Writers, send your prologue/first chapter to FtQ for a “flogging” critique. Email as an attachment.
Many of the folks who utilize BookBub are self-published, and because we hear over and over the need for self-published authors to have their work edited, it’s educational to take a hard look at their first pages. A poll follows concerning the need for an editor.
When you evaluate today’s opening page, consider how well it uses elements from the checklist of first-page ingredients from my book, Mastering the Craft of Compelling Storytelling.
Donald Maass, literary agent and author of many books on writing, says, “Independent editor Ray Rhamey’s first-page checklist is an excellent yardstick for measuring what makes openings interesting.”
A First-page Checklist
- It begins to engage the reader with the character
- Something is wrong/goes wrong or challenges the character
- The character desires something.
- The character takes action. Can be internal or external action: thoughts, deeds, emotions. This does NOT include musing about whatever.
- There’s enough of a setting to orient the reader as to where things are happening.
- It happens in the NOW of the story.
- Backstory? What backstory? We’re in the NOW of the story.
- Set-up? What set-up? We’re in the NOW of the story.
- The one thing it must do: raise a story question.
Four point seven miles to go.
I peered through the windshield at the towering evergreens and intimidating rock formations. How could anyone possibly live around here? There were no houses in sight. The only signs of life were roadkill so…okay, no signs of life then. Even the radio station had given up. At least my phone was—
The screen was still telling me to turn right in four point seven miles. Sayonara signal.
“This day gets more perfect by the minute.” It started off on the wrong foot when the battery in my alarm clock chose today to die after I’d struggled through another night of insomnia. Then I couldn’t find a matching pair of trouser socks thanks to the hungry sock monster that apparently lived in the tumble dryer in the basement of my apartment building. So now I was the proud wearer of one navy blue sock and one black sock. Close enough that the client wouldn’t notice…probably because she’d be too busy berating me for my tardiness. Without a phone signal, I couldn’t even call to let her know. I hoped she was the forgiving type. I didn’t have much information beyond her name, phone number, and address since this was to be our first time meeting.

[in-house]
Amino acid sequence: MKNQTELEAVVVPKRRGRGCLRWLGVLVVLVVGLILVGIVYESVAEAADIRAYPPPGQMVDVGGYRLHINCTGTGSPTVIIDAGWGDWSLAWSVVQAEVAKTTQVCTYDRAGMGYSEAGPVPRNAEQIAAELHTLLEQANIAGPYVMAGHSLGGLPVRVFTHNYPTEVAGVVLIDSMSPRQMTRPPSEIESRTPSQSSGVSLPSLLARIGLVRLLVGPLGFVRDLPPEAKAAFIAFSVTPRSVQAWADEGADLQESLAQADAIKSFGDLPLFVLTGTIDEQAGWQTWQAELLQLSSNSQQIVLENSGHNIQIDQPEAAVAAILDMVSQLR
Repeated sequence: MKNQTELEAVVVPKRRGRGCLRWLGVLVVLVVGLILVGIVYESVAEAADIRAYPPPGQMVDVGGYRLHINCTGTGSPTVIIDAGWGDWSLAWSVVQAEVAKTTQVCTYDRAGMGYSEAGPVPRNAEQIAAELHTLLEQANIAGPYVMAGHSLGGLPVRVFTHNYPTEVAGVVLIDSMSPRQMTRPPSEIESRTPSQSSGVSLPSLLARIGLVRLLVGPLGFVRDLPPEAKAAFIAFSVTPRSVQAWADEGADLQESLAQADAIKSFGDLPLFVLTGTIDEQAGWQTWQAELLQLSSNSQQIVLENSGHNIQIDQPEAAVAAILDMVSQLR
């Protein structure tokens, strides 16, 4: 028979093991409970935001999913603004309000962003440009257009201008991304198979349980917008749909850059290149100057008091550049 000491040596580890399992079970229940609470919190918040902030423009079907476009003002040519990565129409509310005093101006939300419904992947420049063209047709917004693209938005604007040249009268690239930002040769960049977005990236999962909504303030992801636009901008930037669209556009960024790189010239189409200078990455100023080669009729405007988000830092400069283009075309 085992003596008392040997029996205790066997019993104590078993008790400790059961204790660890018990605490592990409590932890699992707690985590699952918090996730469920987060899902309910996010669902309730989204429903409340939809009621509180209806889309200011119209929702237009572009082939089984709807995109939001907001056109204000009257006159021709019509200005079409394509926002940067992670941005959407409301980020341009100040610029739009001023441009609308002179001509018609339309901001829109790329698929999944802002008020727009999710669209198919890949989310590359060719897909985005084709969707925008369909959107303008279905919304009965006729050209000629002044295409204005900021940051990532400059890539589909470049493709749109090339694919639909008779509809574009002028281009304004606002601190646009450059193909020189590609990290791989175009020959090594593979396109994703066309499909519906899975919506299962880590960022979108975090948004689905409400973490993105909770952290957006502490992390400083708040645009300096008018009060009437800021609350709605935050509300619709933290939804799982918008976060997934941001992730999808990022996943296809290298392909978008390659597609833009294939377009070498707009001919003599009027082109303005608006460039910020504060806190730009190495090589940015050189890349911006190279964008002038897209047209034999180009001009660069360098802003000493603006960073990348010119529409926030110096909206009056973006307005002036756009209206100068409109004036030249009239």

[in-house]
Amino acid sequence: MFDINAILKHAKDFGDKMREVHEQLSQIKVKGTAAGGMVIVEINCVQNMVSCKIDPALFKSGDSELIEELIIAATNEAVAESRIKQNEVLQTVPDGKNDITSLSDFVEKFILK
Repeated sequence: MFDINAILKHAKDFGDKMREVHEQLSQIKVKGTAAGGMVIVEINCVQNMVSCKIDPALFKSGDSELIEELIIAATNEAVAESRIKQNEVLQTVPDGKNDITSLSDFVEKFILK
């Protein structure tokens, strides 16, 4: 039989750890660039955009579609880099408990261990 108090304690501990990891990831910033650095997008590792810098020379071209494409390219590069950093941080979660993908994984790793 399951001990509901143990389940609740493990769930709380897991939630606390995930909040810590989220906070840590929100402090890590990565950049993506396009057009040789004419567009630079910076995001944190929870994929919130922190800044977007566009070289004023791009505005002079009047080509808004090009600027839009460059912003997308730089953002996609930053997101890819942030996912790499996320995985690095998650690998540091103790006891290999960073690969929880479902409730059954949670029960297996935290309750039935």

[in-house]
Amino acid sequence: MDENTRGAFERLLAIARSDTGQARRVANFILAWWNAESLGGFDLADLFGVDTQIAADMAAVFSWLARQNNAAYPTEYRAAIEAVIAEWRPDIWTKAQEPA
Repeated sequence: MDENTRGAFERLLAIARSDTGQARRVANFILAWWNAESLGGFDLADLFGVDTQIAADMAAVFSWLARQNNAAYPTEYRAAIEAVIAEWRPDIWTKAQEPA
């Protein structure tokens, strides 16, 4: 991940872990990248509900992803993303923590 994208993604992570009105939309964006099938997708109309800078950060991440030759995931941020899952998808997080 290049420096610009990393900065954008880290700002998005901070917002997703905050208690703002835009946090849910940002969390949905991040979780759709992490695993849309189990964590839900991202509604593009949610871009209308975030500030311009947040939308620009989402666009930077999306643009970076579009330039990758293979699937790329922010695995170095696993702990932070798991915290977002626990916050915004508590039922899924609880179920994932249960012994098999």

I watched intently for signs of a right turn. Any sign. Eventually, I came upon a dirt road.
You can turn the page and read more here. Did this writer need an editor? My notes and a poll follow.
This received 4.7 stars on Amazon. There are times I just want a fun read, and a cozy mystery is often a good option, especially when written with tongue in cheek. The quirky voice in this page promises that.
Was the voice enough for you? Knowing that this is a mystery, the voice was enough to get me to read on. However, the page could have been stronger. I would eliminate the following narrative:
Close enough that the client wouldn’t notice…probably because she’d be too busy berating me for my tardiness. Without a phone signal, I couldn’t even call to let her know. I hoped she was the forgiving type. I didn’t have much information beyond her name, phone number, and address since this was to be our first time meeting.
(Note: the mismatched socks are used later, so it needed to stay)
And then move this to the first page after she turns on the dirt road:
A shimmering lake came into view on my right. With looming boulders and majestic trees, it was incredibly scenic.
Except for the guy standing on the edge of the cliff, ready to jump.
If all three books are this much fun, it's a steal at "free." What do you think about the edit? Would you be more likely to turn the page with that change? If you would have, tell me in a comment and choose the “craft” option in this poll:
My books. You can read sample chapters and learn more about the books here.
Writing Craft Mastering the Craft of Compelling Storytelling
Fantasy (satire) The Vampire Kitty-cat Chronicles
Mystery (coming of age) The Summer Boy
Science Fiction Hiding Magic
Science Fiction Gundown Free ebooks.